SANTA CLARA – Veteran cornerback Richard Sherman believes he has a lot of good football ahead of him.
But he knows he is not coming to the 49ers after seven seasons with the rival Seattle Seahawks just for how he fits into defensive coordinator Robert Saleh’s scheme. The 49ers signed Sherman to a three-year contract on March 10 -- one day after the Seahawks released him.
Sherman, who turns 30 on March 30, views his job description as being a major influence and contributor to the 49ers on and off the field.
“I think it’s probably 50-50,” Sherman said Tuesday in an interview with NBC Sports Bay Area. “Obviously, I’m going to be asked to play at a high level, and that’s what I expect from myself and that’s what I expect to bring to this team. But outside of that, I think I bring an aspect of culture and a winning mentality.”
Sherman is a four-time Pro Bowl performer and three-time first-team All-Pro. He said the commitment to winning is all-consuming. It is a mindset he helps to share with his new teammates.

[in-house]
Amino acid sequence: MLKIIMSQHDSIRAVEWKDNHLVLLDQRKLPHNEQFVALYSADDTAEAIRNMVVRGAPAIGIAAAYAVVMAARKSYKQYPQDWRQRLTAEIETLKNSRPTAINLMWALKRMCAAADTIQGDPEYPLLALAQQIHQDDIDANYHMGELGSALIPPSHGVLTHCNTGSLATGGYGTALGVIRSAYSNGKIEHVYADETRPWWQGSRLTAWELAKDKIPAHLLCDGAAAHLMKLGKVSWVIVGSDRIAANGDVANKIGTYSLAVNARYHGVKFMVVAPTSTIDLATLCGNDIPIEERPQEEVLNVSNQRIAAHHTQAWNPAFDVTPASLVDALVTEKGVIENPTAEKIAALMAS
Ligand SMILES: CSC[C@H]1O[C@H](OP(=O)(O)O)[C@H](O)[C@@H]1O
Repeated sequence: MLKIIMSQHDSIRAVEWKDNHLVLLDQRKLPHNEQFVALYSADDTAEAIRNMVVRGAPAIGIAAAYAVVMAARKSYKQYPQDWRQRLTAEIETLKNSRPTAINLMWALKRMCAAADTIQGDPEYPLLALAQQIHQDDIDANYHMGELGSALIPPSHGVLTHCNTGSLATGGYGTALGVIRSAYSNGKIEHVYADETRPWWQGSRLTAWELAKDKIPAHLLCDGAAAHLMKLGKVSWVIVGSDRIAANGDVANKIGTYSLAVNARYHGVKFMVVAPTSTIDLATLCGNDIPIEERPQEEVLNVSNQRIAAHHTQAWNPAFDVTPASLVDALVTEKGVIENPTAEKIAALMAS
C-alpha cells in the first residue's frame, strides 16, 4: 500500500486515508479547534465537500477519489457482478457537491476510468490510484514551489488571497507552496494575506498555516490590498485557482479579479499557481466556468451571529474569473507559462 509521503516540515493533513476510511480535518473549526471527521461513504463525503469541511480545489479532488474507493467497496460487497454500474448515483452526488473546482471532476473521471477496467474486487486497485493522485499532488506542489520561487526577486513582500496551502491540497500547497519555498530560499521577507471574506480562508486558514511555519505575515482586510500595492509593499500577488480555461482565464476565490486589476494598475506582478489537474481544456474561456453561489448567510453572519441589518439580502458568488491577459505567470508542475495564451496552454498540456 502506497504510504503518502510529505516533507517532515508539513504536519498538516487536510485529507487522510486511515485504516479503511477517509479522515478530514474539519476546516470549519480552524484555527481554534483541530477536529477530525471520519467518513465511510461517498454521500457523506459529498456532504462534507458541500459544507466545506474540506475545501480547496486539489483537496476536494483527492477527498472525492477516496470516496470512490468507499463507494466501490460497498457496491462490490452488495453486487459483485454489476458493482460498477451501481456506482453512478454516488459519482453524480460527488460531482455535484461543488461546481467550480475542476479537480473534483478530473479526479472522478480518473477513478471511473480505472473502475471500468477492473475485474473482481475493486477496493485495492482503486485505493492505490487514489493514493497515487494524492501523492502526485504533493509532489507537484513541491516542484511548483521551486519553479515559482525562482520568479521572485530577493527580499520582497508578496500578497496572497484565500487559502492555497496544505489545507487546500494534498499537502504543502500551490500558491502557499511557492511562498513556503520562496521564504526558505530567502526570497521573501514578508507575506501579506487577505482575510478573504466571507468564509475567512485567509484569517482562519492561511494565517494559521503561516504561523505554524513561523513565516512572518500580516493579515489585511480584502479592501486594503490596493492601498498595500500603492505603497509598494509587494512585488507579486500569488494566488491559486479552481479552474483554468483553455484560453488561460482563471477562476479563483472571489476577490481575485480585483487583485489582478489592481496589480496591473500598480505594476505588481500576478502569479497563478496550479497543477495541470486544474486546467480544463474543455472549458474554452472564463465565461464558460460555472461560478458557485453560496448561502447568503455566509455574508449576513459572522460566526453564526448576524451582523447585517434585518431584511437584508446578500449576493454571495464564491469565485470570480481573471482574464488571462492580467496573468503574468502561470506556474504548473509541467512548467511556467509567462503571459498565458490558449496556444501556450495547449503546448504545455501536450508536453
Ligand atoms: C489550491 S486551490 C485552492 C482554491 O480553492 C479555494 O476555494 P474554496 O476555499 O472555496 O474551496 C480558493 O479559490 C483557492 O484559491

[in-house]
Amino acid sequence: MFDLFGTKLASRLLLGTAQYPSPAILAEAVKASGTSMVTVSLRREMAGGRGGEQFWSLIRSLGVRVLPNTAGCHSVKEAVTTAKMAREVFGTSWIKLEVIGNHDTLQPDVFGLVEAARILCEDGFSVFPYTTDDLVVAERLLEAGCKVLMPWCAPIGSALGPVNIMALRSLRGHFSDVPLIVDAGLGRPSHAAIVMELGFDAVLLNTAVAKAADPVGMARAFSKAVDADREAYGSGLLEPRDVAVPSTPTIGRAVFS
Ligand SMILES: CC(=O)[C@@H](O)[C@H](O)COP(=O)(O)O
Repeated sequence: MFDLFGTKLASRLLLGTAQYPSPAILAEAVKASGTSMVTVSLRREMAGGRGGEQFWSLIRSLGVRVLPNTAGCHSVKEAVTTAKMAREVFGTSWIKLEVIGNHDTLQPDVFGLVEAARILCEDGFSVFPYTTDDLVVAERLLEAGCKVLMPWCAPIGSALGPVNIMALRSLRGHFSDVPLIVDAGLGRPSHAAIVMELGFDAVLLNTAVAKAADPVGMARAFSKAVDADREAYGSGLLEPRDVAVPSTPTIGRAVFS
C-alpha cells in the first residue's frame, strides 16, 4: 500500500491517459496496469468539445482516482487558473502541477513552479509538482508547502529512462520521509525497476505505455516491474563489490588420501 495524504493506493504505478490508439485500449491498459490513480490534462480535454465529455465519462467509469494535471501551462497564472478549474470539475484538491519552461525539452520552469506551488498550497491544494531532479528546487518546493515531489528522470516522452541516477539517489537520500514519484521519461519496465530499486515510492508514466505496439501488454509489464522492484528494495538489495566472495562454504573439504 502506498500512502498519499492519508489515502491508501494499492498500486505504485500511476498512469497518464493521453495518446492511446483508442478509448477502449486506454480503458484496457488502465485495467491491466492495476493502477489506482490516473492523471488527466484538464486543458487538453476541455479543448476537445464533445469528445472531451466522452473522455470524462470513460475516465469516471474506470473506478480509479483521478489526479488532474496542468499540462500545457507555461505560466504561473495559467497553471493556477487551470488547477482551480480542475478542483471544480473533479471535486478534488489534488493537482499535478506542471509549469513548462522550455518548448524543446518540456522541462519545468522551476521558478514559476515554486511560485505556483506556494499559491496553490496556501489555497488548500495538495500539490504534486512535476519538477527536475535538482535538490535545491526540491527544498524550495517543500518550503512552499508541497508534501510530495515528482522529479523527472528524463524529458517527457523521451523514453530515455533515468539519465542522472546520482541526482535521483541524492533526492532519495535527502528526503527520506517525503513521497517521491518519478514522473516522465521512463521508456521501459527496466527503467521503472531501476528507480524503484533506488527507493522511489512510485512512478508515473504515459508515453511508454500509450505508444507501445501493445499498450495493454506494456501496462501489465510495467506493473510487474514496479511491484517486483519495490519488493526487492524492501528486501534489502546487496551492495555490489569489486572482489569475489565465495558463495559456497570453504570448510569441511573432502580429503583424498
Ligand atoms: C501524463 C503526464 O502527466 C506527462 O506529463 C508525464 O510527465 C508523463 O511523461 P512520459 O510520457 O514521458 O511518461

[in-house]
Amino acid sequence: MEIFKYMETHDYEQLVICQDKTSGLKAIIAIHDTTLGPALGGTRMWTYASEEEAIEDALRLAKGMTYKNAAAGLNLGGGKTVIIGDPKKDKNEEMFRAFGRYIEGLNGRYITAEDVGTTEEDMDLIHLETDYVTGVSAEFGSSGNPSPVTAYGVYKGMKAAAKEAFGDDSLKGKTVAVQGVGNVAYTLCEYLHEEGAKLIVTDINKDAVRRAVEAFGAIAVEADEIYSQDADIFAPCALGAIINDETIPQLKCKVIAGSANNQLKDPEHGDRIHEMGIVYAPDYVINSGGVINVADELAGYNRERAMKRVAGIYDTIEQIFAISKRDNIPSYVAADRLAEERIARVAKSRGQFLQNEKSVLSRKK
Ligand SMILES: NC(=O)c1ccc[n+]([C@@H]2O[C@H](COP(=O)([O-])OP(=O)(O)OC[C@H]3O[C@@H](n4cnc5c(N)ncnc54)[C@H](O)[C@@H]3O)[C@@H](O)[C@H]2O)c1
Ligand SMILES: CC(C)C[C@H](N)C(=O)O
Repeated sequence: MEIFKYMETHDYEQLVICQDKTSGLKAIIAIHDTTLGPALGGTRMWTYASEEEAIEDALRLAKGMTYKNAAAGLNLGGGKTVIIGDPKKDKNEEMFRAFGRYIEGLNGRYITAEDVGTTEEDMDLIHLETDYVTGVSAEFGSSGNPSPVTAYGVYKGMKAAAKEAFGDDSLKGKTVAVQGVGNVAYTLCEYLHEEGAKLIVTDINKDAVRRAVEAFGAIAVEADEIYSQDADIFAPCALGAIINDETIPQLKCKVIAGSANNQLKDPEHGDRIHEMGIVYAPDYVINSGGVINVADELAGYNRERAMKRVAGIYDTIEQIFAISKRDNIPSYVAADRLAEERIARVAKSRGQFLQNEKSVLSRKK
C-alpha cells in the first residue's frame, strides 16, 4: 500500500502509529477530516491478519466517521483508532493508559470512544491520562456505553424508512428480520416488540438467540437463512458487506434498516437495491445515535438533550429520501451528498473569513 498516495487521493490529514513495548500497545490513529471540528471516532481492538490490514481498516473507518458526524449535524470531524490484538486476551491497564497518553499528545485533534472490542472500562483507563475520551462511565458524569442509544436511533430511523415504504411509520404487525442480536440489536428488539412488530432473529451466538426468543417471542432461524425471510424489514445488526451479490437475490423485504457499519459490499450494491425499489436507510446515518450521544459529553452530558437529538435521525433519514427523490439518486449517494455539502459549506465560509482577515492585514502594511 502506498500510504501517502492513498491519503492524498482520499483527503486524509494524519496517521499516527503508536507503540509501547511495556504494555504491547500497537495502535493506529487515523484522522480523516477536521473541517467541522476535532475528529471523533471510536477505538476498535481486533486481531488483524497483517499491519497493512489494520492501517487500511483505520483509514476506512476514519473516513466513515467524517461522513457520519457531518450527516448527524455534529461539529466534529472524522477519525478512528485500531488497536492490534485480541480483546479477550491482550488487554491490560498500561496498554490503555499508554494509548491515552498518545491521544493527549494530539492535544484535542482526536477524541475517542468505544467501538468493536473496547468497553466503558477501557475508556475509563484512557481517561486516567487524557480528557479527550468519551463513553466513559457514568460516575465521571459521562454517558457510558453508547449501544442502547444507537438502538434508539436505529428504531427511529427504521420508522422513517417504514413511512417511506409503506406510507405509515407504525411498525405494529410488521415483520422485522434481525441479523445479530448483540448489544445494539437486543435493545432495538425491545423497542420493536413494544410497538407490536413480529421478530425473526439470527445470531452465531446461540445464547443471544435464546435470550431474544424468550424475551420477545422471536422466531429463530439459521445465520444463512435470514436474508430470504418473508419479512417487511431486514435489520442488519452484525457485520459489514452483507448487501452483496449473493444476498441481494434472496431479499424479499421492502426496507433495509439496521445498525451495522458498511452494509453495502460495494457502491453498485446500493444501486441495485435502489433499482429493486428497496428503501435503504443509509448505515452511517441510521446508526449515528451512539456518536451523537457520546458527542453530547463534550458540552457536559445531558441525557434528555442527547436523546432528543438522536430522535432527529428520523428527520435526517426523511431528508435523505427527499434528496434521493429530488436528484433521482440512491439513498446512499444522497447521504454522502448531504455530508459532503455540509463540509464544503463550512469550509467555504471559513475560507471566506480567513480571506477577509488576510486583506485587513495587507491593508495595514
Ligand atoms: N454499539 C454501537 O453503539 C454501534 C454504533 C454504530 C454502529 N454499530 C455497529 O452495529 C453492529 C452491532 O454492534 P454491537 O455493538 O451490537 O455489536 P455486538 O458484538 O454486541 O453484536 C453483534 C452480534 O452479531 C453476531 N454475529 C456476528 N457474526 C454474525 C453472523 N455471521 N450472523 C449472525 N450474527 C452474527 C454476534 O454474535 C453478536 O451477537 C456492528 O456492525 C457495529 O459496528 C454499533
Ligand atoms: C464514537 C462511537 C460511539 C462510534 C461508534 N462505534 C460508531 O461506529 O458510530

“It’s about waking up and doing things that will contribute to winning later, whether it’s your diet, your sleep habits, how you treat your teammates, how you converse,” Sherman said. “Do you go out tonight or do you stay in and get some extra studying? What are you doing to help us win the game on Sunday? Just that mentality will help a lot of these people.”
There might be no young player on the 49ers in need of a good role model more than Reuben Foster, who is set to enter his second NFL season. Foster was arrested this offseason for possession of marijuana in Alabama. A month later, he was arrested in Los Gatos for alleged domestic violence, threats and possession of an assault weapon.
On Tuesday, the Santa Clara County District Attorney’s Office said no decision has yet been reached whether to pursue criminal charges against Foster.
Sherman said he has not spoken to Foster but he will be willing to be a mentor to Foster and provide him with support. Sherman said he has heard a lot of great things about Foster.
“If I can help him, I’ll do my best,” Sherman said. “I look forward to meeting him and being a teammate of his, and helping him in any way I can. To think I can change everything he does, I’d be foolish to say I could. But am I going to try my best to help him and put him in positions to be more successful in the future? Yes, I am.”